My Soul Looks Back and Wonders
My soul looks back and wonders. "How I Got Over" is a gospel song made even more popular by Aretha Franklin and used during the Civil Right Movement.
This year, I have had several occasions to ask myself how I got over. Meaning, how is that I have lived for 31 years with HIV? How is it that I survived several traumas from my teen years? How is it that I survived street-level homelessness and a host of other issues?
Syphilis symptoms and a diagnosis
When I was diagnosed with HIV in 1991, I knew that I most likely contracted HIV in 1989 when I tested positive for syphilis. I had a friend who was a doctor at the Leon County Health Department.
I was living in Tallahassee, Florida, attending Florida A & M University. My friend noticed spots on my hands and asked me to take my shoe and sock off so he could look at my feet. My feet were spotted as well. He shared with me that he thought I had syphilis.
At the time, I didn't know to ask for an HIV test
I made my way to the health department as soon as I could. The test came back and yes, I had syphilis. I was treated and went about my business. At the time, I was 23 years old and had never heard of HIV. My world was the community and campus at FAMU. If my memory serves me correctly, Ronald Reagan was the President of the United States and there were no national messages regarding HIV.
I did not even know enough to request an HIV test when I when to the health department. I also did not know enough to connect my sexual behavior with anything that could threaten my life.
Learning more about HIV
Once I got tested in 1991, I really believed my life would have no value. I had returned home to Pittsburgh, Pennsylvania because finishing school became increasingly difficult - my father was killed during my sophomore year. I had decided to get tested because I wanted to ask the woman that I was dating to marry me. By that time, I had heard about HIV and how it is transmitted.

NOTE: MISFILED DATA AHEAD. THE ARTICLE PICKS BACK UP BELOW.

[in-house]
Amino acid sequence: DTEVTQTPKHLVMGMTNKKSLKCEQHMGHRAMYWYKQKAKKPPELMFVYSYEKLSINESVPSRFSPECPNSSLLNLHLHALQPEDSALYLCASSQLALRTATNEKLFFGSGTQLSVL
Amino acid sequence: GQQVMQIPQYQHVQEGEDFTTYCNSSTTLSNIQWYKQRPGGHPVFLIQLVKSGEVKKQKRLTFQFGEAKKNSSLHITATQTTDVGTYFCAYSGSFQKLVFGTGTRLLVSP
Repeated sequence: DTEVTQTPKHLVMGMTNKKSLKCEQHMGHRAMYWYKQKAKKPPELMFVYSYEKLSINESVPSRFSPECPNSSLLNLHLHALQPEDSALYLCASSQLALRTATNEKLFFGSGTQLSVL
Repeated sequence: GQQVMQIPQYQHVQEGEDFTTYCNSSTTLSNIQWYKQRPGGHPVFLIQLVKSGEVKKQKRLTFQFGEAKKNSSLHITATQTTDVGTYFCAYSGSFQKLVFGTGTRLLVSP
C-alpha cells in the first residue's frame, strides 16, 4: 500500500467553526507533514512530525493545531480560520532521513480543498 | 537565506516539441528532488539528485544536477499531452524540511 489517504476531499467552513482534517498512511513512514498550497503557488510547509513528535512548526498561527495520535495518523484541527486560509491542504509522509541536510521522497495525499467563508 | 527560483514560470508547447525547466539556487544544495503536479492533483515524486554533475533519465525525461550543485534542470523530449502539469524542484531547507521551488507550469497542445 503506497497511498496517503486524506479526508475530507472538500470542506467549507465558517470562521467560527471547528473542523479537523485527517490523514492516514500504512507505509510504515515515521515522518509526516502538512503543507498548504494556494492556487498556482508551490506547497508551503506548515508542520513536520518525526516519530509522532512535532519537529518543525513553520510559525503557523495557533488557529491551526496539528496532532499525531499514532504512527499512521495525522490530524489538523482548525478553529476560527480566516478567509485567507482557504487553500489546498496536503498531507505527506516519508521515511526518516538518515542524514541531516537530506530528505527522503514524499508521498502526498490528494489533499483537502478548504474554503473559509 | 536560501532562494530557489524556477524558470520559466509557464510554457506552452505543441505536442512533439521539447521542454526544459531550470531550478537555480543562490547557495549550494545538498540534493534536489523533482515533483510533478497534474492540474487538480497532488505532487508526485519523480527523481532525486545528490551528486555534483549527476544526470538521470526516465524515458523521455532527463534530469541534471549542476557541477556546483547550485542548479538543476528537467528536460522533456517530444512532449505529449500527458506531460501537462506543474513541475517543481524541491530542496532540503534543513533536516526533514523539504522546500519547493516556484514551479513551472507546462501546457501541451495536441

My soul looks back and wonders. I only told her I tested positive for HIV. It took another five years before I shared my status with anyone. It was my MaDear who cornered me about what was wrong. It was two years after receiving my diagnosis before I sought care and treatment.
Even then, I refused to take the only medication that was available at that time. I had heard so many conflicting stories about AZT, and so I decided that I would just live as long as I could without medications.
Deciding to start HIV treatment
My soul looks back and wonders. It wasn’t until 1998 that I began taking a cocktail that consisted of 22 pills per day.
It was extremely difficult. I was the primary caregiver to my six-year-old son and worked full-time as a youth services librarian. I remember living with a CD4 count of 2 for almost four years. It turns out that, regardless of the medications, I was experiencing a great deal of stress that contributed to the negative lab results.
Much has changed for me since those early years of living with HIV. I only take one pill per day, most everyone in my life knows that I am living with HIV, and I know how to cope and manage stress. I am now successfully living and thriving with HIV.
"How I got over, how I got over. My soul looks back and wonder how I got over."
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